Electric Vehicle Owners Are Not Driving Enough (And That's Bad)


Used car buyers and the U.S. government need to dive into the marketplace to deliver the emissions reductions promised by electric vehicles

A motorcycle officer weaves through traffic through mostly black/white and silver cars.

A motorcycle officer weaves through traffic on a Los Angeles freeway during the evening rush hour on April 12, 2023 in Los Angeles, California. US President Joe Biden’s administration unveiled new proposed auto emissions rules, aiming to accelerate the electric vehicle transition with a target of two-thirds of the new US car market by 2032.

As world leaders gathered in Dubai for the annual United Nations climate summit, each nation’s efforts to reduce greenhouse gas emissions were put on display. The U.S. touted its Inflation Reduction Act (IRA), which commits more than $350 billion over a decade toward clean energy initiatives, including big investments in the electric vehicle (EV) industry. These investments come at a time when demand for EVs has grown steadily in the U.S. and around the world.

EVs are a promising technology for reducing greenhouse gas emissions from passenger vehicles. But those emissions reductions come with an apparent paradox: because every mile driven in an EV replaces a mile driven in a gasoline vehicle, more miles equals lower emissions. Replacing the top 20 percent highest-mileage gasoline vehicles with EVs would reduce annual greenhouse gas emissions by more than 15 times as much as replacing vehicles in the bottom 20 percent lowest-mileage.

Unfortunately, EV owners aren’t yet putting on the miles needed to realize those reductions.

Used car buyers, however, could turn this trend around. Right now the U.S. has a large fleet of lightly used EVs available for sale (and at rather competitive prices). Higher-mileage drivers could benefit greatly from lower operating and maintenance costs while also benefiting the environment if they considered adopting a used EV—and especially if, in doing so, they took an older, higher-polluting vehicle off the road. The government should reconsider popular programs such as “Cash for Clunkers” to subsidize the rapid removal and replacement of these older gas cars with cleaner EVs, especially used ones.

Studies have consistently found people are driving their EVs less than their gas cars. In our most recent one, my co-authors and I conducted an extensive analysis of odometer readings from 12.5 million used cars and 11.4 million used SUVs listed between 2016 and 2022. We found that EVs averaged just 7,165 annual miles driven, compared to 11,642 for gas vehicles. A 2021 study found similar results when it examined the increase in household electricity usage after purchase of an EV to estimate mileage, as did a similar analysis of used vehicle listings by iSeeCars.com this June.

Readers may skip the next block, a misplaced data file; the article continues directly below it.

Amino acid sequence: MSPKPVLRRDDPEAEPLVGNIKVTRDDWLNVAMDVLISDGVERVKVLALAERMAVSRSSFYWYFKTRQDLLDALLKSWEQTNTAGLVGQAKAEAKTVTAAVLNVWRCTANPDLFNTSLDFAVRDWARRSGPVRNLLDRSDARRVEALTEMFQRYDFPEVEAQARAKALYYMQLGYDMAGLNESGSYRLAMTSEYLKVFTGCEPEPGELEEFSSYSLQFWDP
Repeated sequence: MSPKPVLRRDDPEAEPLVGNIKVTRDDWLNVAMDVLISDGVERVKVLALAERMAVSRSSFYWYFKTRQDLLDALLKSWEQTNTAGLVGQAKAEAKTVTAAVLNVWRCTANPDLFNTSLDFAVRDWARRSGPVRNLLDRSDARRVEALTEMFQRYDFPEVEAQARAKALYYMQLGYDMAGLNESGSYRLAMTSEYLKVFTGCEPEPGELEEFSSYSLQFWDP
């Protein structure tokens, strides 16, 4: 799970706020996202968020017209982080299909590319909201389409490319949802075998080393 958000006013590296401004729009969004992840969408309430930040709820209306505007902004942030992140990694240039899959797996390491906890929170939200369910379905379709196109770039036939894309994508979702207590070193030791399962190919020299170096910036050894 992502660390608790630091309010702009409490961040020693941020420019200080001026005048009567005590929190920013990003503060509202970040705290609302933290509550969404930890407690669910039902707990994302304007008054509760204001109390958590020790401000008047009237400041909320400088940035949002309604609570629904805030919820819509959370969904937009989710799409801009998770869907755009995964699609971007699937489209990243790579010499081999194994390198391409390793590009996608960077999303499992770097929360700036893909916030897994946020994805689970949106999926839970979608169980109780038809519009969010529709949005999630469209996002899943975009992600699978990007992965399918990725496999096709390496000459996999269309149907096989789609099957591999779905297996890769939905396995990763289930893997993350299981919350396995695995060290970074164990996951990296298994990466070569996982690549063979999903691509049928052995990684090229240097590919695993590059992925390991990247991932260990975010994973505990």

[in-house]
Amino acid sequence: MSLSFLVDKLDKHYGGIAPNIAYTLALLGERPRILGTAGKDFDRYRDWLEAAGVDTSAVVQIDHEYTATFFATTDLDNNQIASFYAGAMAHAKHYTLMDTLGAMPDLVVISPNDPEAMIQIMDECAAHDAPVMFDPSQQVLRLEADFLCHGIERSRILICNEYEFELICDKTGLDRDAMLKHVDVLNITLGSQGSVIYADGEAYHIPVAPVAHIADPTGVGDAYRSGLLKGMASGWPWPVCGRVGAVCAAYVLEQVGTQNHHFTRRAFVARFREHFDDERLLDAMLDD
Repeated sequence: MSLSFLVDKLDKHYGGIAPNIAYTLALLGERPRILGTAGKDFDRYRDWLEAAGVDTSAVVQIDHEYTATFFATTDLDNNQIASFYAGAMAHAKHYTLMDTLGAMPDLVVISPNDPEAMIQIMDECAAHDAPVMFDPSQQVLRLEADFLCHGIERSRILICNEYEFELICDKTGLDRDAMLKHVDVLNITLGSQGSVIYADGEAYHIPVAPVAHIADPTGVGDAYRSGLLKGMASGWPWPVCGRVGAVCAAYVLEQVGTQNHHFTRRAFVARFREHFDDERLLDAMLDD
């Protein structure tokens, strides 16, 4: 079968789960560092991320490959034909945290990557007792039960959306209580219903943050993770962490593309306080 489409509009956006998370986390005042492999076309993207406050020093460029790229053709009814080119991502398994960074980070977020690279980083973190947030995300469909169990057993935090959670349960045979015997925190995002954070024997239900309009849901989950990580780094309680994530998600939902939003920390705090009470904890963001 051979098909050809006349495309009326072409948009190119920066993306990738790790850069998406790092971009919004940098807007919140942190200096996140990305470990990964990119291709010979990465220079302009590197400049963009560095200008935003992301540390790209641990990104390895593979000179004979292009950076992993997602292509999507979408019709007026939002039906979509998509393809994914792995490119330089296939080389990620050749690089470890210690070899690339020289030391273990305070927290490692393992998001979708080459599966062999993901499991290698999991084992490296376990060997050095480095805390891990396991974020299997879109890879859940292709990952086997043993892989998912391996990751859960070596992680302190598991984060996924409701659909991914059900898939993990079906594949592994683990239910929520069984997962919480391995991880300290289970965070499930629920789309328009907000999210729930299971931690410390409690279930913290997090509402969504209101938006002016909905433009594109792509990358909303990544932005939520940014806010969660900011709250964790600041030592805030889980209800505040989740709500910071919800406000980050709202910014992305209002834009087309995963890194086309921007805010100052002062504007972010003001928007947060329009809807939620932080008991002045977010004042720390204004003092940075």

But on its latest analysis the Environmental Protection Agency concluded EV owners are driving their cars about the same number of miles as owners of gas vehicles. This could lead to an overestimation of emissions savings from EVs and potentially less-strict emissions regulations for gasoline vehicles.

That EVs are accumulating miles at a lower rate than their gasoline counterparts is not necessarily surprising. Studies have shown that most households that own an EV have multiple vehicles, and people may be using their gasoline vehicle on longer trips while reserving their EV for shorter local trips. In our study, we find evidence that households with multiple vehicles do indeed drive their secondary vehicle less, though the annual mileage gap is not as severe as the gap between EVs and gasoline vehicles.

People who drive less may also disproportionately purchase EVs—a plausible outcome, given that EVs have limited driving ranges and limited charging infrastructure in many parts of the U.S. Researchers have also found that “range anxiety”—a fear of running out of charge in an EV—can affect driving patterns, resulting in overall less driving.

While we still need research to understand the underlying causes behind lower EV mileage, our study does point to what conditions will help increase it. For one, we observed that higher-range cars and those with well-established fast-charging infrastructure (like Tesla’s) were driven significantly more, though still less than their gas counterparts. Likewise, the EV-gas mileage gap was much smaller for SUVs.

These findings suggest that as the industry matures, the introduction of more electric trucks and SUVs (along with far more charging infrastructure) will likely lead to higher EV mileage and greater environmental benefits. In the meantime, the used market will play an important role in introducing gas car drivers to their first EV, which the U.S. government could support more (on top of the $4,000 used EV subsidy offered in the IRA).

The U.S. pivot toward EVs is both commendable and necessary. As the EV market matures, with newer models introduced and charging infrastructure built out, we can expect to realize meaningful emissions savings. For the time being, however, we should ground our expectations and strategies for decreasing emissions in real-world data that allow policy makers to make informed decisions.

This is an opinion and analysis article, and the views expressed by the author or authors are not necessarily those of Scientific American.



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